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Adding Andre Iguodala essentially at the expense of Carl Landry and Jarrett Jack, two key veterans who gave the Warriors superior bench production and quality locker room leadership, might not seem like a steep price to pay for some. But when you already have Klay Thompson and Harrison Barnes on the roster … let’s just say that is a luxury most teams wouldn’t indulge this early in the process of trying to build a contender. The Warriors showed us some serious flashes of being a big-time player in the Western Conference for years to come with the work they did in the playoffs. They had the Spurs plenty nervous in the conference semifinals. But their shortcomings came back to bite them in the end. And they didn’t solve those issues in the Draft or free agency. Andrew Bogut and David Lee will have loads of work to do this season, provided they both make it to training camp. Both of their names surfaced in trade rumors leading up to the Draft and through the first week of free agency. Lee is an All-Star and, when healthy, an absolute force. But Bogut, due to injuries, has only shown glimpses of what he’s capable of. And at this stage of his career, a $14 million spot starter is certainly not a luxury the Warriors can afford.

MEMPHIS GRIZZLIES

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How important was Lionel Hollins to the Grizzlies during their run to the Western Conference finals? We’re going to find out this season. Because for all of the promise Dave Joerger brings to the position, there is no denying the impact Hollins made on Zach Randolph and reigning Kia Defensive Player of the Year Marc Gasol. And even Hollins couldn’t get them in a comfortable groove against the Spurs. The Thunder proved that nothing is guaranteed from one season to the next, not with injuries and the race for the top spot being as competitive as it has ever been in the rugged Western Conference. Bringing this group — Mike Conley, Tony Allen and Tayshaun Prince, too — back intact might not be sufficient for returning to the Larry O’Brien final four tournament. The Grizzlies didn’t have the flexibility to tinker with the roster in free agency. The one change they could have made that could shake things up was to replace Hollins. By doing so with a guy who is familiar with this roster gives them some advantage that a completely fresh face would not have recognized. It won’t take long to see if Joerger has a handle on those intangibles. And if he does, the Grizzlies will climb this list.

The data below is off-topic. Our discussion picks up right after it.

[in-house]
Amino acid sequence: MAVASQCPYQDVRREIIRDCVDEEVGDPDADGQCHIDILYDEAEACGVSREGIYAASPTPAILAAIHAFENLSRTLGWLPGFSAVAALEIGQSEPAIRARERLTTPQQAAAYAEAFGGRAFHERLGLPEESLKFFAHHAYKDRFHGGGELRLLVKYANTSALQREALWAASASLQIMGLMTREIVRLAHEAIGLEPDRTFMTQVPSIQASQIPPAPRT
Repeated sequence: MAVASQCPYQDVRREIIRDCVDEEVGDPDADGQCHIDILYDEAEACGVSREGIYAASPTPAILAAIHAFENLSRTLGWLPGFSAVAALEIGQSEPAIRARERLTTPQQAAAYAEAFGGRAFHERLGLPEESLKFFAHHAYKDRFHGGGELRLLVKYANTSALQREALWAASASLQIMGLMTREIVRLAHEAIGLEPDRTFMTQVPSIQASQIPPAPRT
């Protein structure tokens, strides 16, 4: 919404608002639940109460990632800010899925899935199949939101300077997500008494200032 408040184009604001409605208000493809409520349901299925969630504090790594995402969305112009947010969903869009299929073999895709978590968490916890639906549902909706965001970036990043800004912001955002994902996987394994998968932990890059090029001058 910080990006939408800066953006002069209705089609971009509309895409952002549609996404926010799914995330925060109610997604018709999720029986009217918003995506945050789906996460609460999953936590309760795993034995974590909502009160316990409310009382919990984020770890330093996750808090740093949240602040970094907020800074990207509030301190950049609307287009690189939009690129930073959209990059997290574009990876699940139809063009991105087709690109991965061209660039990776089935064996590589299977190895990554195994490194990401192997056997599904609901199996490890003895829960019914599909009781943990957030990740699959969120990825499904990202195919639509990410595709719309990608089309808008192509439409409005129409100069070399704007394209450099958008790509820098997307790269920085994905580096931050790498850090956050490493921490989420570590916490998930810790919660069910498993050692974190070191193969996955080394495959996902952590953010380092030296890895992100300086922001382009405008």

DENVER NUGGETS

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The Nuggets will survive a tumultuous offseason that struck three significant blows to a team that seemed to be on the rise before yet another first-round playoff exit. The NBA’s Executive of the Year, Masai Ujiri, bolted for Toronto. The league’s Coach of the Year, George Karl, was relieved of his duties. And Iguodala is set to be signed and traded after agreeing to terms on that deal with the Warriors. That would normally be enough to knock a top team all the way back down to the lottery. The best move they’ve made so far this summer was hiring Brian Shaw to replace Karl. He’ll bring a steady hand to what was a shaky situation. The Nuggets will have an active and talented frontocurt rotation to work with in Kenneth Faried, JaVale McGee, Darrell Arthur and free-agent pickup J.J. Hickson. Wilson Chandler will step in for Danilo Gallinari, who continues his recovery from knee surgery, and Evan Fournier, Corey Brewer and Randy Foye will provide depth on the wing. Ty Lawson and Andre Miller combined to form one of the league’s best 1-2 punches at point guard and they should be allowed plenty of freedom to operate in the system Shaw will employ. The Nuggets will continue to play at a tempo that suits their talent and home environment. They shouldn’t lose anything defensively either. Shaw isn’t the wild card that some of these other new coaches (Jason Kidd, Brad Stevens) could be in other situations. So don’t expect the Nuggets to crumble just because they’ve lost a few familiar faces.

MINNESOTA TIMBERWOLVES

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No team endured more maddening injury issues this season than the Timberwolves. A healthy Kevin Love, however, changes their playoff outlook dramatically for the 2013-14 season. With their talent and dept, a legitimate run for the final playoff spot is not as far-fetched as it might seem. Ricky Rubio should be full healthy this season and the Timberwolves retained Chase Budinger, added Kevin Martin and have to do whatever it takes to keep restricted free agent Nikola Pekovic in the fold. Sure, it’s been a professional sports eternity since the Timberwolves last breathed playoff air (Kevin Garnett was still wearing the uniform in 2004). But coach Rick Adelman finally has the horses to make some serious noise. The franchise’s new head man, Flip Saunders, was the coach of that 2004 team that made the Western Conference finals, so he knows exactly what it takes for a Minnesota crew to cash in on its promise. It starts with Love and Rubio, their two biggest stars, staying healthy and playing up to their immense potential, both individually and as a dynamic duo.

JUST MISSED THE CUT: Dallas Mavericks, Los Angeles Lakers, Portland Trail Blazers

Many Questions Amid Free-Agent Answers

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HANG TIME WEST –
Welcome to Phase 1A, the continuation foul of the first wave of the hectic opening days in free agency, as the Rockets break into the victory dance, the Hawks stay very busy from the Draft through the second week of July and the Nuggets do whatever it is that the Nuggets are doing.